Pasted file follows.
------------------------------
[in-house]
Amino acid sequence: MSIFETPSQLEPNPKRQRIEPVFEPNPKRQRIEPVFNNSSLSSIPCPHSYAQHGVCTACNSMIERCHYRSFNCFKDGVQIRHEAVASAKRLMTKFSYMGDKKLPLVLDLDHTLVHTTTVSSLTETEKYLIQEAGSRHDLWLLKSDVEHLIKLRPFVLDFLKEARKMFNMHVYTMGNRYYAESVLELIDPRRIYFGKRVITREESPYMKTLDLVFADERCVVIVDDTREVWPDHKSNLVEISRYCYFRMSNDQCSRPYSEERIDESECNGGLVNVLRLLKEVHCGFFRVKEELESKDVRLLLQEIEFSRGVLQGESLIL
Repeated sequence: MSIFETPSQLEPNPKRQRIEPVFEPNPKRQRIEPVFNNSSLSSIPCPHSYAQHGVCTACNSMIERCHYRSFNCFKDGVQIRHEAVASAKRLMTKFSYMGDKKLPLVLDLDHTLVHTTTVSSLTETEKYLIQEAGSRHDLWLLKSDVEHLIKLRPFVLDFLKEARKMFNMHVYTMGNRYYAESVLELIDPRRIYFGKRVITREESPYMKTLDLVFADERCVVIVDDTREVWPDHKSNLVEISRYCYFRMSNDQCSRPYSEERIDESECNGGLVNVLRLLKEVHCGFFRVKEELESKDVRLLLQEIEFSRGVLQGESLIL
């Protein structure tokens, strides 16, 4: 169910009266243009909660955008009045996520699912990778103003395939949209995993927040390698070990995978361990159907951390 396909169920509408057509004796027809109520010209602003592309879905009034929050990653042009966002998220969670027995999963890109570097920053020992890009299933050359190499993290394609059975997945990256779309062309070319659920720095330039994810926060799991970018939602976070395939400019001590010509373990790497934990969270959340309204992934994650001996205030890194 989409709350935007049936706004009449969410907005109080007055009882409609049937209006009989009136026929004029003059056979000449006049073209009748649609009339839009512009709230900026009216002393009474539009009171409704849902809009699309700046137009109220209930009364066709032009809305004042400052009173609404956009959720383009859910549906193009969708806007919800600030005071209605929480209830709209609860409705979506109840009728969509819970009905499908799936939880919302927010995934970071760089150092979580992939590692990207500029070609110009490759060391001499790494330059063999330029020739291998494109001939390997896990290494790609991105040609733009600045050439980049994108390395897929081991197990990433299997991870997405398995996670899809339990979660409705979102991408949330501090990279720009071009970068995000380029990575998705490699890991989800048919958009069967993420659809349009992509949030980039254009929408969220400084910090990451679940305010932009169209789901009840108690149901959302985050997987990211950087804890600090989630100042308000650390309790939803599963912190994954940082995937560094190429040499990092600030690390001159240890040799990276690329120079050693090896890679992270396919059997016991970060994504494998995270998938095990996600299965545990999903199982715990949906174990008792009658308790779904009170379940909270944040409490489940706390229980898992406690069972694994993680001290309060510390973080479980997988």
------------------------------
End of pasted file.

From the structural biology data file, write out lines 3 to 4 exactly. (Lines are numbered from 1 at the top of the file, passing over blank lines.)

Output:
Repeated sequence: MSIFETPSQLEPNPKRQRIEPVFEPNPKRQRIEPVFNNSSLSSIPCPHSYAQHGVCTACNSMIERCHYRSFNCFKDGVQIRHEAVASAKRLMTKFSYMGDKKLPLVLDLDHTLVHTTTVSSLTETEKYLIQEAGSRHDLWLLKSDVEHLIKLRPFVLDFLKEARKMFNMHVYTMGNRYYAESVLELIDPRRIYFGKRVITREESPYMKTLDLVFADERCVVIVDDTREVWPDHKSNLVEISRYCYFRMSNDQCSRPYSEERIDESECNGGLVNVLRLLKEVHCGFFRVKEELESKDVRLLLQEIEFSRGVLQGESLIL
């Protein structure tokens, strides 16, 4: 169910009266243009909660955008009045996520699912990778103003395939949209995993927040390698070990995978361990159907951390 396909169920509408057509004796027809109520010209602003592309879905009034929050990653042009966002998220969670027995999963890109570097920053020992890009299933050359190499993290394609059975997945990256779309062309070319659920720095330039994810926060799991970018939602976070395939400019001590010509373990790497934990969270959340309204992934994650001996205030890194 989409709350935007049936706004009449969410907005109080007055009882409609049937209006009989009136026929004029003059056979000449006049073209009748649609009339839009512009709230900026009216002393009474539009009171409704849902809009699309700046137009109220209930009364066709032009809305004042400052009173609404956009959720383009859910549906193009969708806007919800600030005071209605929480209830709209609860409705979506109840009728969509819970009905499908799936939880919302927010995934970071760089150092979580992939590692990207500029070609110009490759060391001499790494330059063999330029020739291998494109001939390997896990290494790609991105040609733009600045050439980049994108390395897929081991197990990433299997991870997405398995996670899809339990979660409705979102991408949330501090990279720009071009970068995000380029990575998705490699890991989800048919958009069967993420659809349009992509949030980039254009929408969220400084910090990451679940305010932009169209789901009840108690149901959302985050997987990211950087804890600090989630100042308000650390309790939803599963912190994954940082995937560094190429040499990092600030690390001159240890040799990276690329120079050693090896890679992270396919059997016991970060994504494998995270998938095990996600299965545990999903199982715990949906174990008792009658308790779904009170379940909270944040409490489940706390229980898992406690069972694994993680001290309060510390973080479980997988």